Wesley and Rudisill on Discerning Dreams

October 26, 2015

Here is a relevant experience of mine: I was about 12 years old and lay down on a cot on the back, screened porch on a warm day in Rome, Georgia (USA), and I fell asleep.* Suddenly I was awaken by shouts and sounds of gun shots; I carefully raised myself from my cot and peered over the banister into the back yard where I saw a raging gun battle between two groups of men, one of which, led by an uncle I saw only rarely, was charging the other. The ground was covered with wounded and dead, and the air was filled with smoke. I became very frightened and lay back down on the cot in order to avoid being shot; and then it suddenly occurred to me to get up and go find my daddy. And so I jumped up from the cot and ran upstairs only to find him and my brother calmly working on some project together. “What’s going on?!” I shouted to them. “What’s wrong?” my father asked, expressing surprise at my state. I went to the window and peered carefully down into the back yard where the battle should have been raging, and there I saw only a peaceful back yard with no guns or men or wounded, indeed not even broken shrubbery or displaced yard utensils. I then realized that I had been sleeping during the battle, and that it was all a dream.**

* The passage in the following italic type  describes the content of the dream.

** This dream is also utilized in an earlier blog on The Fit Of Subjective And Objective Perceptions.

The reason for the difficulty I had in making out the dream in this case is because the elements and details of the dream fitted in perfectly with the details and elements of my waking perceptions before and following the dream. The getting off of the cot and seeing the battle and laying back down all took place only in my dream, but it fitted in perfectly with my original laying down on the cot to sleep and my getting up off of the cot to go find my father. But this is what we do generally in dealing with what we come to call dreams and the real world: we conceive of as an independent and uniformly existing world (the famous and unexamined presupposition of David Hume), and we first order and arrange the appearances as elements of the sightings of this world. Essentially we connect all perceptions together within a single expanse of time. By virtue of this the appearances between getting out of bed and going to bed are reality, and those between going to bed and getting out of bed are dreams. The former all fit together, and even include the latter, but considered as dreams. The dream cannot be fitted in with the other perceptions in terms of its actual content, e.g., the raging battle was cleaned up too quickly to be accounted for, and so is ascribed to our mental reflection of this world of Hume. A remarkable construction which has to be undertaken by every human!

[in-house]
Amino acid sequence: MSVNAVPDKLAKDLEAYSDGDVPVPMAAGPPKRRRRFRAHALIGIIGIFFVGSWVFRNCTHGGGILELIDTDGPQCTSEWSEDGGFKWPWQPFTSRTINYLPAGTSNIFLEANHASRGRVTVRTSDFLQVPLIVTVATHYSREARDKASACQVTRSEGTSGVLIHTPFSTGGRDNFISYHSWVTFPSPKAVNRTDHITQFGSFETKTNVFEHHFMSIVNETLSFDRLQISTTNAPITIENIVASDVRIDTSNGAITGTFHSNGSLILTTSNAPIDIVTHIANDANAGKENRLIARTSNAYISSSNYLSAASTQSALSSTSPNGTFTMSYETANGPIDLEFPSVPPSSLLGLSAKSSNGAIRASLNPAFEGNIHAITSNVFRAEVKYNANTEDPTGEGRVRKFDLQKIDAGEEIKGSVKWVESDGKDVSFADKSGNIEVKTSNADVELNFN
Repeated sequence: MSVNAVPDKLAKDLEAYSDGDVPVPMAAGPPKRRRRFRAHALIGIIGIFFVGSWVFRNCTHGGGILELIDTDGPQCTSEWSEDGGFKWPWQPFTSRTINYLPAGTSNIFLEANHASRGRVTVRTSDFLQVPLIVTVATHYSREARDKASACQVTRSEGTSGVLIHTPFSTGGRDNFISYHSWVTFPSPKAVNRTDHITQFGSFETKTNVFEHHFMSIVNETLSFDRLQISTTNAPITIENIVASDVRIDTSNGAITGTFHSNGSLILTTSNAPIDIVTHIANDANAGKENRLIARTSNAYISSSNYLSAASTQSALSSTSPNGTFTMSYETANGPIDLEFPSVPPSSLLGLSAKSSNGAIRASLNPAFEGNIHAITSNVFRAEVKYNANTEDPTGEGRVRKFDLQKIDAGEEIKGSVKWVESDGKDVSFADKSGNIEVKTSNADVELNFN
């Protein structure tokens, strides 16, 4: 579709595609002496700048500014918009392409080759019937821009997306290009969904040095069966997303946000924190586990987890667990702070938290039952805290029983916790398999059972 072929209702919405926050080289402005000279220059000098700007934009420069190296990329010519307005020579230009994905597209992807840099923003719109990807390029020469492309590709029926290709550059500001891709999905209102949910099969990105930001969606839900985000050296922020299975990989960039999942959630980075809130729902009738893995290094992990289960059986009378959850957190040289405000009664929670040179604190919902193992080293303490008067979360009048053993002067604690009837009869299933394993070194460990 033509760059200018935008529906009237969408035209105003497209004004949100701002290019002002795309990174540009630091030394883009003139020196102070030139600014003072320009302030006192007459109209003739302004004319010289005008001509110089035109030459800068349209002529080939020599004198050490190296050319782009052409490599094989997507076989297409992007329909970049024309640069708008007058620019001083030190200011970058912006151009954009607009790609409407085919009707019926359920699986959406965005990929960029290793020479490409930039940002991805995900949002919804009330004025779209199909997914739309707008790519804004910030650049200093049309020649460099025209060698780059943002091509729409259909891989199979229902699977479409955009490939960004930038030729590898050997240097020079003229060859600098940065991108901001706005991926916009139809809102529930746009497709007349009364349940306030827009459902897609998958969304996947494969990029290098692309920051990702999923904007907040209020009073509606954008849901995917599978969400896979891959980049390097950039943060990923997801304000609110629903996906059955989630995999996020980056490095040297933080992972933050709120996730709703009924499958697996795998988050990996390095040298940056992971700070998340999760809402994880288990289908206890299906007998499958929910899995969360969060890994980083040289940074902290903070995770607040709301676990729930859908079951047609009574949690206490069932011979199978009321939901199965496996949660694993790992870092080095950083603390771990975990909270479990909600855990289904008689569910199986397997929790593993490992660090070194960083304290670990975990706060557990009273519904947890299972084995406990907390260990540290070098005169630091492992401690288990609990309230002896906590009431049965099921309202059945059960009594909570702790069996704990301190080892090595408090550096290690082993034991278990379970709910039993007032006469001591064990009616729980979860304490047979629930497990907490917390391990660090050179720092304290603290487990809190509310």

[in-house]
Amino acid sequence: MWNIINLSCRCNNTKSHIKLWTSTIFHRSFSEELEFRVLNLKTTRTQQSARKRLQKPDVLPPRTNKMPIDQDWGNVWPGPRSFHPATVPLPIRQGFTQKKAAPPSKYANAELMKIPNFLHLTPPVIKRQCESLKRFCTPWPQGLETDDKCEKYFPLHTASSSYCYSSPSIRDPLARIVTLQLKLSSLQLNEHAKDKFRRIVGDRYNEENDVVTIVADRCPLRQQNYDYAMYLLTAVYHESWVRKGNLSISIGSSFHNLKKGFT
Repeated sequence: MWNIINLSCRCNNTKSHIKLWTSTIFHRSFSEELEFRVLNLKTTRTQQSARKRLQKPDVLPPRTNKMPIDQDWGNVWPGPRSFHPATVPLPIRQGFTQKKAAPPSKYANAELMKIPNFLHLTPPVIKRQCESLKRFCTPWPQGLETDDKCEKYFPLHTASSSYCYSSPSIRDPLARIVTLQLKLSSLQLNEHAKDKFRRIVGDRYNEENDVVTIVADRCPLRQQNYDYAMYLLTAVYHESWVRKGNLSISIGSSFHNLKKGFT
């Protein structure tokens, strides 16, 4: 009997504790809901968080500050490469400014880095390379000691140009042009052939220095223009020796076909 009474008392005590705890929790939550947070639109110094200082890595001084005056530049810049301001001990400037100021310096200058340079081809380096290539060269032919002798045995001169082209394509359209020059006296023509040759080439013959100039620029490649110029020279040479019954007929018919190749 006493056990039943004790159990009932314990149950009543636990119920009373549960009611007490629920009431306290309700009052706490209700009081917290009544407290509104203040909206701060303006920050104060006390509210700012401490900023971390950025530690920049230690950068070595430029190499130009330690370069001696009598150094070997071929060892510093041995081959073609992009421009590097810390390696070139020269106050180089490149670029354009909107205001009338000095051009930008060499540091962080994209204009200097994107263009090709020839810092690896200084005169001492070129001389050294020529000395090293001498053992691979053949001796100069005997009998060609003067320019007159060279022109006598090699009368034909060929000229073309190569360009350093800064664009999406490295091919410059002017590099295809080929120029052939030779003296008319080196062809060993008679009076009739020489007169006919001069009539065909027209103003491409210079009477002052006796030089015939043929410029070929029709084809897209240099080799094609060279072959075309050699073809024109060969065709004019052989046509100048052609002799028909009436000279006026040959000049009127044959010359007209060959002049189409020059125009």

John Wesley, a contemporary of Kant (neither of whom ever heard of the other) wrote something similar regarding dreams in his Sermon 121, i.e., “5. And how can we certainly distinguish between our dreams and our waking thoughts? What criterion is there by which we may surely know whether we are awake or asleep? It is true, as soon as we awake out of sleep, we know we have been in a dream, and are now awake. But how shall we know that a dream is such while we continue therein? What is a dream? To give a gross and superficial, not a philosophical, account of it: It is a series of persons and things presented to our mind in sleep, which have no being but in our own imagination. A dream, therefore, is a kind of digression from our real life. It seems to be a sort of echo of what was said or done a little when we were awake. Or, may we say, a dream is a fragment of life, broken off at both ends; not connected either with the part that goes before, or with that which follows after? And is there any better way of distinguishing our dreams from our waking thoughts, than by this very circumstance? It is a kind of parenthesis, inserted in life, as that is in a discourse, which goes on equally well either with it or without it. By this then we may infallibly know a dream, — by its being broken off at both ends; by its having no proper connection with the real things which either precede or follow it.”

Note: All of the above is copied from a kantwesley web page on discerning dreams according to Kant. See also Thomas Reid and the “Split Finger“.

Author contact: pmr#$kantwesley.com, replacing #$ with @

Filed under: Kant


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